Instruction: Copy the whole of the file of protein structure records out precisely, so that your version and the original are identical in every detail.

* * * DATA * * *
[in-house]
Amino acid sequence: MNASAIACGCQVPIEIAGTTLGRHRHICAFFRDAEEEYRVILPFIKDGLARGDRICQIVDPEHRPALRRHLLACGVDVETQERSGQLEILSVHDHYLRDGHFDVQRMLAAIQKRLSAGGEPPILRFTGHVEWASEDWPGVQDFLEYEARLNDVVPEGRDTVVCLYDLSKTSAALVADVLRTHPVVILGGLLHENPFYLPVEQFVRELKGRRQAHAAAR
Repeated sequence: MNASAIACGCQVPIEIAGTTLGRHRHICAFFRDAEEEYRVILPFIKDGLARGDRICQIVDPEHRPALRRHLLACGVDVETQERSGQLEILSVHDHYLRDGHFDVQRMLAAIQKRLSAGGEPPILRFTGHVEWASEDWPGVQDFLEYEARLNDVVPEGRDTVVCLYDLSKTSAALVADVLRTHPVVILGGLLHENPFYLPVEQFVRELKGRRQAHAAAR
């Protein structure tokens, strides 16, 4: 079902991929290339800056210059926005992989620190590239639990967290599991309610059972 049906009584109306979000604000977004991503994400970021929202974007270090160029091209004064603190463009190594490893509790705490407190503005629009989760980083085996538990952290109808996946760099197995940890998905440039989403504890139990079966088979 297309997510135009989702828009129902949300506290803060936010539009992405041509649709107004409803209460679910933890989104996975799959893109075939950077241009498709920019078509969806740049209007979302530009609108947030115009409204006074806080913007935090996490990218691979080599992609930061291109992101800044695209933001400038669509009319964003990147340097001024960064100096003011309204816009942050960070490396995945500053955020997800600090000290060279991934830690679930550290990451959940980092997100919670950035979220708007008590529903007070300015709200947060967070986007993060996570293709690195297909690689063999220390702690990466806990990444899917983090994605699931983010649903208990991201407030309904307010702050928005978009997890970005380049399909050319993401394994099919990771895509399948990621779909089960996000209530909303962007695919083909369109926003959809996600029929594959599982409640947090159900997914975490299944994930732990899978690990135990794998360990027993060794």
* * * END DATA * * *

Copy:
[in-house]
Amino acid sequence: MNASAIACGCQVPIEIAGTTLGRHRHICAFFRDAEEEYRVILPFIKDGLARGDRICQIVDPEHRPALRRHLLACGVDVETQERSGQLEILSVHDHYLRDGHFDVQRMLAAIQKRLSAGGEPPILRFTGHVEWASEDWPGVQDFLEYEARLNDVVPEGRDTVVCLYDLSKTSAALVADVLRTHPVVILGGLLHENPFYLPVEQFVRELKGRRQAHAAAR
Repeated sequence: MNASAIACGCQVPIEIAGTTLGRHRHICAFFRDAEEEYRVILPFIKDGLARGDRICQIVDPEHRPALRRHLLACGVDVETQERSGQLEILSVHDHYLRDGHFDVQRMLAAIQKRLSAGGEPPILRFTGHVEWASEDWPGVQDFLEYEARLNDVVPEGRDTVVCLYDLSKTSAALVADVLRTHPVVILGGLLHENPFYLPVEQFVRELKGRRQAHAAAR
């Protein structure tokens, strides 16, 4: 079902991929290339800056210059926005992989620190590239639990967290599991309610059972 049906009584109306979000604000977004991503994400970021929202974007270090160029091209004064603190463009190594490893509790705490407190503005629009989760980083085996538990952290109808996946760099197995940890998905440039989403504890139990079966088979 297309997510135009989702828009129902949300506290803060936010539009992405041509649709107004409803209460679910933890989104996975799959893109075939950077241009498709920019078509969806740049209007979302530009609108947030115009409204006074806080913007935090996490990218691979080599992609930061291109992101800044695209933001400038669509009319964003990147340097001024960064100096003011309204816009942050960070490396995945500053955020997800600090000290060279991934830690679930550290990451959940980092997100919670950035979220708007008590529903007070300015709200947060967070986007993060996570293709690195297909690689063999220390702690990466806990990444899917983090994605699931983010649903208990991201407030309904307010702050928005978009997890970005380049399909050319993401394994099919990771895509399948990621779909089960996000209530909303962007695919083909369109926003959809996600029929594959599982409640947090159900997914975490299944994930732990899978690990135990794998360990027993060794």